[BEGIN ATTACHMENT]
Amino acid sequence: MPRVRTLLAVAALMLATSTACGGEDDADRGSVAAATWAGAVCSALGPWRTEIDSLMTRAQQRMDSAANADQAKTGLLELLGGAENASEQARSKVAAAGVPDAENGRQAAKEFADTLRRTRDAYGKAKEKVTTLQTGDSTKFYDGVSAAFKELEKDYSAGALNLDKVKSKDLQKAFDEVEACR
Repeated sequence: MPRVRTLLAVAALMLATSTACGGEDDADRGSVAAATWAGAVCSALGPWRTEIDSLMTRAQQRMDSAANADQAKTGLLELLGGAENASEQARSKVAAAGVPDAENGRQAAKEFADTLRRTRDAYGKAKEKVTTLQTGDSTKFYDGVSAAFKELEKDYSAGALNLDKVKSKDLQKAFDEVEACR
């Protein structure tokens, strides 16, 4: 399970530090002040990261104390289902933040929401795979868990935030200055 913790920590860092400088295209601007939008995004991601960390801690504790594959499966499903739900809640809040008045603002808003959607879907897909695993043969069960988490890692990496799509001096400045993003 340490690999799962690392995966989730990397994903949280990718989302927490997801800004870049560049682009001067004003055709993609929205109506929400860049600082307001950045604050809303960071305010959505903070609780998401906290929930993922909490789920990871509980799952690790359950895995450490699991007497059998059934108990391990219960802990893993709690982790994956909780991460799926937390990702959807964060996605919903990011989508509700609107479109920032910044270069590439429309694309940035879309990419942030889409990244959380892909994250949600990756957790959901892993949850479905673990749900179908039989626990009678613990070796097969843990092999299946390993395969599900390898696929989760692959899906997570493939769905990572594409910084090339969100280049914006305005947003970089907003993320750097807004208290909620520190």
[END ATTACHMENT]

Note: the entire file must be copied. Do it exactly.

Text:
Amino acid sequence: MPRVRTLLAVAALMLATSTACGGEDDADRGSVAAATWAGAVCSALGPWRTEIDSLMTRAQQRMDSAANADQAKTGLLELLGGAENASEQARSKVAAAGVPDAENGRQAAKEFADTLRRTRDAYGKAKEKVTTLQTGDSTKFYDGVSAAFKELEKDYSAGALNLDKVKSKDLQKAFDEVEACR
Repeated sequence: MPRVRTLLAVAALMLATSTACGGEDDADRGSVAAATWAGAVCSALGPWRTEIDSLMTRAQQRMDSAANADQAKTGLLELLGGAENASEQARSKVAAAGVPDAENGRQAAKEFADTLRRTRDAYGKAKEKVTTLQTGDSTKFYDGVSAAFKELEKDYSAGALNLDKVKSKDLQKAFDEVEACR
């Protein structure tokens, strides 16, 4: 399970530090002040990261104390289902933040929401795979868990935030200055 913790920590860092400088295209601007939008995004991601960390801690504790594959499966499903739900809640809040008045603002808003959607879907897909695993043969069960988490890692990496799509001096400045993003 340490690999799962690392995966989730990397994903949280990718989302927490997801800004870049560049682009001067004003055709993609929205109506929400860049600082307001950045604050809303960071305010959505903070609780998401906290929930993922909490789920990871509980799952690790359950895995450490699991007497059998059934108990391990219960802990893993709690982790994956909780991460799926937390990702959807964060996605919903990011989508509700609107479109920032910044270069590439429309694309940035879309990419942030889409990244959380892909994250949600990756957790959901892993949850479905673990749900179908039989626990009678613990070796097969843990092999299946390993395969599900390898696929989760692959899906997570493939769905990572594409910084090339969100280049914006305005947003970089907003993320750097807004208290909620520190």